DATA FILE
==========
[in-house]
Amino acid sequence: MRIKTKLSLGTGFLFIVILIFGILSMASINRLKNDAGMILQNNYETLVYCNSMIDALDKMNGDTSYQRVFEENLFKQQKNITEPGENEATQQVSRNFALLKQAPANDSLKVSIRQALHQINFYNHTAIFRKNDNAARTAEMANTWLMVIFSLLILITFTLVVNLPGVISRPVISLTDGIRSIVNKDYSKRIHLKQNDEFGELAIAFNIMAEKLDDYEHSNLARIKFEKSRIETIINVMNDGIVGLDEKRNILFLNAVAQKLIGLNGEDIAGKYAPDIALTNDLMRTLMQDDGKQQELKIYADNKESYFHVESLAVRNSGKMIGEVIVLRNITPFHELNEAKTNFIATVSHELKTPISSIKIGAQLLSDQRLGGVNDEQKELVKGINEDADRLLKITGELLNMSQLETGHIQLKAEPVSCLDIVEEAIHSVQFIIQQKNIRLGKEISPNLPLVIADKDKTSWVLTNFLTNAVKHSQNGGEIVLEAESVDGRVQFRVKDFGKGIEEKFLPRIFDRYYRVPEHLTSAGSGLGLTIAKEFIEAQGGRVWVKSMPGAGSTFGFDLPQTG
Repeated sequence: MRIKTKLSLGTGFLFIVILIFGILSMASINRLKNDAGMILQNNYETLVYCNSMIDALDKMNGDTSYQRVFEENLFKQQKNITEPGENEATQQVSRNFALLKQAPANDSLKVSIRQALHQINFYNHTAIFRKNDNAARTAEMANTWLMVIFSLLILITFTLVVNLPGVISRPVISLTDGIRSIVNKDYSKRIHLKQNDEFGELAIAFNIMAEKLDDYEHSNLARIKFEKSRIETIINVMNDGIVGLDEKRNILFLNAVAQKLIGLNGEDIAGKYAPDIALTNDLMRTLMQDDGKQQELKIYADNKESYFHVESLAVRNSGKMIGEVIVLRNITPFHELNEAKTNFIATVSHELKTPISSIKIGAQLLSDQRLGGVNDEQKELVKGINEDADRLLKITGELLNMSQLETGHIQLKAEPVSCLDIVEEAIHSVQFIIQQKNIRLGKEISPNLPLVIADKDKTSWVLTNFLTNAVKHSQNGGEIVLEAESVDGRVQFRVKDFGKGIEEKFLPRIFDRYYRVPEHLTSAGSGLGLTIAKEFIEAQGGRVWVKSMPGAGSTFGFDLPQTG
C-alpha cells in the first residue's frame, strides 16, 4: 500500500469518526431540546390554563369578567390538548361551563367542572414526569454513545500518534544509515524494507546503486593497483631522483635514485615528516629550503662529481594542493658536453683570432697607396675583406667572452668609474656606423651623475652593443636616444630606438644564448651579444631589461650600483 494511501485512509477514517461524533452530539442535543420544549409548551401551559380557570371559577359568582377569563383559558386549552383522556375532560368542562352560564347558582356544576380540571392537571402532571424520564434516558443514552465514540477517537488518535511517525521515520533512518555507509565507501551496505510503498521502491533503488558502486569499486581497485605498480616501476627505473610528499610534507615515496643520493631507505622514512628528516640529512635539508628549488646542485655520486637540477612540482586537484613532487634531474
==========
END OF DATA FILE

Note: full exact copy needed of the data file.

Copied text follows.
[in-house]
Amino acid sequence: MRIKTKLSLGTGFLFIVILIFGILSMASINRLKNDAGMILQNNYETLVYCNSMIDALDKMNGDTSYQRVFEENLFKQQKNITEPGENEATQQVSRNFALLKQAPANDSLKVSIRQALHQINFYNHTAIFRKNDNAARTAEMANTWLMVIFSLLILITFTLVVNLPGVISRPVISLTDGIRSIVNKDYSKRIHLKQNDEFGELAIAFNIMAEKLDDYEHSNLARIKFEKSRIETIINVMNDGIVGLDEKRNILFLNAVAQKLIGLNGEDIAGKYAPDIALTNDLMRTLMQDDGKQQELKIYADNKESYFHVESLAVRNSGKMIGEVIVLRNITPFHELNEAKTNFIATVSHELKTPISSIKIGAQLLSDQRLGGVNDEQKELVKGINEDADRLLKITGELLNMSQLETGHIQLKAEPVSCLDIVEEAIHSVQFIIQQKNIRLGKEISPNLPLVIADKDKTSWVLTNFLTNAVKHSQNGGEIVLEAESVDGRVQFRVKDFGKGIEEKFLPRIFDRYYRVPEHLTSAGSGLGLTIAKEFIEAQGGRVWVKSMPGAGSTFGFDLPQTG
Repeated sequence: MRIKTKLSLGTGFLFIVILIFGILSMASINRLKNDAGMILQNNYETLVYCNSMIDALDKMNGDTSYQRVFEENLFKQQKNITEPGENEATQQVSRNFALLKQAPANDSLKVSIRQALHQINFYNHTAIFRKNDNAARTAEMANTWLMVIFSLLILITFTLVVNLPGVISRPVISLTDGIRSIVNKDYSKRIHLKQNDEFGELAIAFNIMAEKLDDYEHSNLARIKFEKSRIETIINVMNDGIVGLDEKRNILFLNAVAQKLIGLNGEDIAGKYAPDIALTNDLMRTLMQDDGKQQELKIYADNKESYFHVESLAVRNSGKMIGEVIVLRNITPFHELNEAKTNFIATVSHELKTPISSIKIGAQLLSDQRLGGVNDEQKELVKGINEDADRLLKITGELLNMSQLETGHIQLKAEPVSCLDIVEEAIHSVQFIIQQKNIRLGKEISPNLPLVIADKDKTSWVLTNFLTNAVKHSQNGGEIVLEAESVDGRVQFRVKDFGKGIEEKFLPRIFDRYYRVPEHLTSAGSGLGLTIAKEFIEAQGGRVWVKSMPGAGSTFGFDLPQTG
C-alpha cells in the first residue's frame, strides 16, 4: 500500500469518526431540546390554563369578567390538548361551563367542572414526569454513545500518534544509515524494507546503486593497483631522483635514485615528516629550503662529481594542493658536453683570432697607396675583406667572452668609474656606423651623475652593443636616444630606438644564448651579444631589461650600483 494511501485512509477514517461524533452530539442535543420544549409548551401551559380557570371559577359568582377569563383559558386549552383522556375532560368542562352560564347558582356544576380540571392537571402532571424520564434516558443514552465514540477517537488518535511517525521515520533512518555507509565507501551496505510503498521502491533503488558502486569499486581497485605498480616501476627505473610528499610534507615515496643520493631507505622514512628528516640529512635539508628549488646542485655520486637540477612540482586537484613532487634531474